The first time I encountered Gregg Popovich was in 2000. He came out of the visiting locker room snarling like a dog guarding a steak bone.

Bad Pop has reprised that act during sideline interviews and NBA Finals news conferences for years, earning a reputation as a nasty piece of business. Tuesday night, his Spurs were in town to face the Timberwolves, and for a change of pace so was Good Pop.

He spoke of opening his doors to an out-of-work Tom Thibodeau, of caring for his players as humans. He was funny and thoughtful, nothing like the persona he often shows off and very much like the person he is known for being behind the scenes.

The great San Antonio columnist Buck Harvey tells of Popovich learning early in Tim Duncan’s career that Duncan loved carrot cake. NBA coaches eat a lot of restaurant meals on the road during the season, and at the end of each one, Popovich would order a ­carrot cake to go and leave it in front of Duncan’s hotel door.

And after for years ridiculing the silly on-court quarter-break TV interviews that reveal nothing other than the power of television networks, Popovich in 2015 welcomed TNT reporter Craig Sager back to work after his ­recovery from cancer.

“I can honestly tell you this is the first time I’ve enjoyed doing this ridiculous interview we’re required to do, and it’s because you’re here and back with us,” Popovich said. “Now, ask me a couple of inane questions.’’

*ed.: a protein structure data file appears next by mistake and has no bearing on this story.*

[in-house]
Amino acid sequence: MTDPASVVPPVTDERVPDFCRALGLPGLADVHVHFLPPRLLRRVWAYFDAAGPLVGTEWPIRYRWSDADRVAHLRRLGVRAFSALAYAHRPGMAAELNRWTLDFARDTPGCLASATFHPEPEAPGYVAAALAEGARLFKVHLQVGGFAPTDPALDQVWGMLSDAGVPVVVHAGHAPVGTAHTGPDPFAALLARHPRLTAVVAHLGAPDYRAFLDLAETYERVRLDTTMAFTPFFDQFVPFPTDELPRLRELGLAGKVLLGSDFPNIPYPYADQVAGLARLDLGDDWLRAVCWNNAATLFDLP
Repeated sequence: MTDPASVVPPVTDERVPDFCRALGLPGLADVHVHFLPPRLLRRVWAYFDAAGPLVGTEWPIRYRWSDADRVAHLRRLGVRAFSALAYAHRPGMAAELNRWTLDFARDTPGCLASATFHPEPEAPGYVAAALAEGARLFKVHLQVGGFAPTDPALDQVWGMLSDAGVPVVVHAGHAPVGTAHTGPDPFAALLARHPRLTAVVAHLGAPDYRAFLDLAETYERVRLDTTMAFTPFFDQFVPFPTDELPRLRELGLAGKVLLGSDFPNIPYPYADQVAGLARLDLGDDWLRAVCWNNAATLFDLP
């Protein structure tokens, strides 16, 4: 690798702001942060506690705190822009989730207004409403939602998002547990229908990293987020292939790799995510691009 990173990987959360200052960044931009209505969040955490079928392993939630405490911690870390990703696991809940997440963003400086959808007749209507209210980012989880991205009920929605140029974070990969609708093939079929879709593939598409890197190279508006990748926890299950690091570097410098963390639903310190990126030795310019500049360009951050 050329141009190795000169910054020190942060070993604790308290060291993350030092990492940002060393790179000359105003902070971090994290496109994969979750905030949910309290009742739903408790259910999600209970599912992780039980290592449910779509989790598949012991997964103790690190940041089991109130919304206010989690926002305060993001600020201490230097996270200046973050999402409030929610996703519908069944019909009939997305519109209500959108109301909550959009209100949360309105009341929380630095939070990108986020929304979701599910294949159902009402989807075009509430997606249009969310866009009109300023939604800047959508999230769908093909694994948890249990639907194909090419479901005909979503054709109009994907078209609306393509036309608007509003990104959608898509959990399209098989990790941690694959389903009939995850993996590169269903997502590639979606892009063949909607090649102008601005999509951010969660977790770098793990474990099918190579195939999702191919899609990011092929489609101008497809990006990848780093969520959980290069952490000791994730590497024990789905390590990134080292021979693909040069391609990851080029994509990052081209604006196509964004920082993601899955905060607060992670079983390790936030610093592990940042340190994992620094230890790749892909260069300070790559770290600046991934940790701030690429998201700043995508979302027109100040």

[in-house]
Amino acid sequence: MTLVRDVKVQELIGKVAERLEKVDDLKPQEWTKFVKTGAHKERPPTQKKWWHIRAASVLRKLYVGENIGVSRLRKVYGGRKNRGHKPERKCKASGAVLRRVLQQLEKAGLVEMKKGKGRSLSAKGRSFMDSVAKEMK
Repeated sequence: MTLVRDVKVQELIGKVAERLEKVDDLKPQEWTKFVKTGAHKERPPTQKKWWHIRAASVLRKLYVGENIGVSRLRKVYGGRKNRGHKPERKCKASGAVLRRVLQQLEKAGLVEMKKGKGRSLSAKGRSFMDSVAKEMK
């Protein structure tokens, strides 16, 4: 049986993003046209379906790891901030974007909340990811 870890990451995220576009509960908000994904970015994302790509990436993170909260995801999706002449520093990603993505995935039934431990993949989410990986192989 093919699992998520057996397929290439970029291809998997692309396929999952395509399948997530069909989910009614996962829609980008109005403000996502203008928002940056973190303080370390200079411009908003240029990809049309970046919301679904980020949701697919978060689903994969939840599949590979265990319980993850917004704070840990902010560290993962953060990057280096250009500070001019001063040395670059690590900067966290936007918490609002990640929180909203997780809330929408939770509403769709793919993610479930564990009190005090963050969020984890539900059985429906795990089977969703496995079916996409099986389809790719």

When Thibodeau visited the Spurs last year, they did more than draw on whiteboards. “We ate well, had a little wine, relaxed,’’ Popovich said. “It was just fun to throw out anything on the table ... I guess trying to invent the light bulb.

“We weren’t really successful. It was just fun to talk basketball with somebody else. ... He’s a good man.’’

Why are NBA coaches willing to share ideas? “There’s nothing that’s that amazing,’’ Popovich said. “If I took a drill from Tommy, it’s not necessarily going to keep him from doing well. And it doesn’t mean it’s going to help us be champions. If you’re a mature, secure person in your own skin, you enjoy sharing and giving and receiving in that respect. It’s a collegial thing.’’

Popovich, whose Spurs whipped the Wolves 105-91 on Tuesday, benefited from collegial goodwill early in his career. He coached at Pomona-Pitzer, then took off the 1985-86 season to work as a volunteer assistant at Kansas under Larry Brown. Brown left Kansas to coach the Spurs in 1988 and hired Popovich as an assistant, putting him in charge of ­“training.’’

“It’s amazing,’’ Popovich said. “I remember when I first came in when Larry Brown was unwise enough to hire me as an assistant way back when. I was doing the weight program for the team. I said, ‘You guys go over and lift those weights over there. Ten times, yeah, that’s good. Do that.’ Seriously, that’s what it was like.

“Now I get on the bus and our trainer comes on handing out water, drinks. The sooner you eat, the sooner you rehydrate, the sooner you get the protein and the electrolytes back in and blah, blah, blah, the more you’re going to recover for tomorrow night’s game. None of that existed back in the day. Not a bit. People like Charles [Barkley] and Larry Bird must laugh their fannies off.’’

Popovich’s old-school act belies his thirst for innovation. His conversations with Thibodeau were not one-sided.

“We’re just coaches,’’ Popovich said. “We can’t think of anything on our own. We’ve got to steal from people, get some ideas from somebody else. It’s not necessarily a huge, new strategy. It could be a drill in training camp to get something across or the way a coach says a certain thing, and you’ve been saying it differently all this time and wondering why you’re not getting it across.

“You learn a little phrase or a little technique. There’s always something that can be learned.’’

What would sound like a cliché from a less-accomplished coach sounds, from Popovich, like wisdom.